I would advise organizing teachers that they should really consider other companies instead.
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Old Jun 21st, 2007, 08:45 AM
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Goforaker, sounds like you've been doing this a while and I'm happy that you're done with EF Tours.
Who are you traveling with this time around?
EF literally has the worst reputation in the industry for student tours. Any parent that would trust their students with that company is just asking for trouble. How they continue to stay in business with that word of mouth is just beyond me.
Oh well. I guess teachers don't think they can sell a trip that's 100 times better that costs a few bucks more.
My wife's a teacher and every teacher she knows travels with ACIS Tours. I hear they are the best and take extremely good care of their groups. The Cadillac of student travel companies they call them.
Anyway, that's my two cents. For what it's worth
Safe travels!
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Old Jun 23rd, 2007, 06:10 AM
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I was with an EF Tour Group (parent of a student) which just returned from England (6/22/07).

We were notified 6 days prior to departure that we were being moved from a hotel (which was booked for over 3 mons) to a college dorm. We were never compensated for the change and I can tell you that the services/accommodations were far from similar. I paid > $2,700 to stay at a college dorm for a week.

On our 4th day at the college dorm, while we were gone on a day trip , there was money stolen from the rooms (over $300 US dollars) and other
rooms rummaged thru looking for money. There was no forced entry , someone had a key. Security Personnel at the dorm and EF Tour Guide
basically said that it was our responsibility to report the loss to the local police and assumed no liability , offered little assistance. You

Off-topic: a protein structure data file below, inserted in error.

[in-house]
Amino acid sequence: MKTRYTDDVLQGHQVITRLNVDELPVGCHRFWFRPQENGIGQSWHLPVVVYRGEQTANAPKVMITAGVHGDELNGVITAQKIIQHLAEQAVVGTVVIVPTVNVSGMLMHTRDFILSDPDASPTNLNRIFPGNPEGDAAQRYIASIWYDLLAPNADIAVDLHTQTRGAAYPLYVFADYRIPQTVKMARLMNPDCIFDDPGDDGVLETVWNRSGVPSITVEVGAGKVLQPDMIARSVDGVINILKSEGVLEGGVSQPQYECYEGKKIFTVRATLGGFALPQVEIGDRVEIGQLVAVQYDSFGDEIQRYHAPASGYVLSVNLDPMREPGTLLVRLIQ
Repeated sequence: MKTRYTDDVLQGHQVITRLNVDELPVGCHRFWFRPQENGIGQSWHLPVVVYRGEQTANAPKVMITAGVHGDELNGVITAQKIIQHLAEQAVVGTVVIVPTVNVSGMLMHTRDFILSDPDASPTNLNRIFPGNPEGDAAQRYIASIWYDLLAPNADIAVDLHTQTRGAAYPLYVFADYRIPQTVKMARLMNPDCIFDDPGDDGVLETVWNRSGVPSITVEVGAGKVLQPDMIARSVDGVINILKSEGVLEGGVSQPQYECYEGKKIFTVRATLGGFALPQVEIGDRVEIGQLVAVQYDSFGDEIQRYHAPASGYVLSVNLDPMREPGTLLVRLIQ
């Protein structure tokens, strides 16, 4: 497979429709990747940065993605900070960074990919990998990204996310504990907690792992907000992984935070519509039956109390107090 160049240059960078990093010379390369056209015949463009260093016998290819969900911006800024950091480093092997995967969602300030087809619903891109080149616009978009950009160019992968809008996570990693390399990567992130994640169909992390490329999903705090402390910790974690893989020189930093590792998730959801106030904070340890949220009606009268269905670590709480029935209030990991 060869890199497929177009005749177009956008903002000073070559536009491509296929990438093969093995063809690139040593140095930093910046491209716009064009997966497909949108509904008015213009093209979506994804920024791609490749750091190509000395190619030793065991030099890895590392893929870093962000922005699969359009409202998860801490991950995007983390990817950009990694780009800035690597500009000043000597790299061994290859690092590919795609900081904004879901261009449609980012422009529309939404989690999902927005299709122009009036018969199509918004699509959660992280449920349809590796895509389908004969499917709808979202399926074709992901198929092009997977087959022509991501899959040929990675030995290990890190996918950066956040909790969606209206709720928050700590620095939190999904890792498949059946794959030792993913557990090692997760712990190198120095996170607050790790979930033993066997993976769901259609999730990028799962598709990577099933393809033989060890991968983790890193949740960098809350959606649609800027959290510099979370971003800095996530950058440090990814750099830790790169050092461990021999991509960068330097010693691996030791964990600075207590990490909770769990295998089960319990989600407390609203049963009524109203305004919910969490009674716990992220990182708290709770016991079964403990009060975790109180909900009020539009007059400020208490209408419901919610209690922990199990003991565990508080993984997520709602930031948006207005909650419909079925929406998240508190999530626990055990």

are truly on your own.

Some individuals/parents in our group spoke to the employees at the restaurants we visited. Those employees said it was a joke passed amongst
the restaurants and that EF pre-arranged for lesser meals/samples in order to cut cost.

No amount of follow-up by the trip sponsor/teacher could have prevented the issues.

I would never recommend EF Tours or University of London Queen Mary.

Also, based on other comments/reviews, I’m not the only one.




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Old Jun 23rd, 2007, 08:19 AM
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bondj2000: Your experience seems to be similar to others and EF doesn't come off smelling very good.

BUT - having said that - you cannot blame EF or anyone else for the stolen money. Who in their right mind leaves cash in a hotel room, hostel room, B&B room, or college accomodations??? Unless there is a room safe, and even then it isn't fool proof.

That was very foolish . . . . .
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Old Jun 23rd, 2007, 10:05 AM
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The London School of Economics lets you book their dorms during school vacations. Some of them are quite decent, although I think you could probably do better on Priceline for London.

People traveling with EF have better experiences if they are not going to Europe (especially not during spring break times)and if they have their own private tour group.

bondj2000 - Wow! Was that $2700 for 6 hotel (dorm)nights and airfare? What was the student price?
kybourbon is offline  
Old Jun 23rd, 2007, 01:04 PM
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No one should leave cash around their hotel room. Tour or not, no matter the class of hotel. That's just not smart.
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Old Jun 25th, 2007, 11:15 AM
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My son returned yesterday from a 2 week trip with EF. His first words off the plane was an expletive about EF tours. One hotel had NO running water..they already messed up the departure flights so all the kids missed a full day of their trip...food was horrendous..kids were stuck in hotels every night because they were so far from the city. The teacher did not want to trust public transp. which I appreciate. but evidently EF didn't care that kids spent their vacation in a hotel room...without water, no less. One hotel's pool was bug infested with a tarp over it.. kids were bussed so much they never got to just "be" somewhere for a day. The worst part is that EF scheduled so many 'tours' that teenagers couldn't care less about..but didn't take them to the cool stuff. They went to capri..but NOT into the blue grotto, which kids would have loved. They were in Barcelona and Nice, but never even saw the beach..They were in Rome, but not to the Crypt of the Monks bones.. Horrible, Horrible. Teachers-I beg you not to book another EF for your students. My daughter went with People to People and had an unbelievable experience. I wish had repeated that for my son.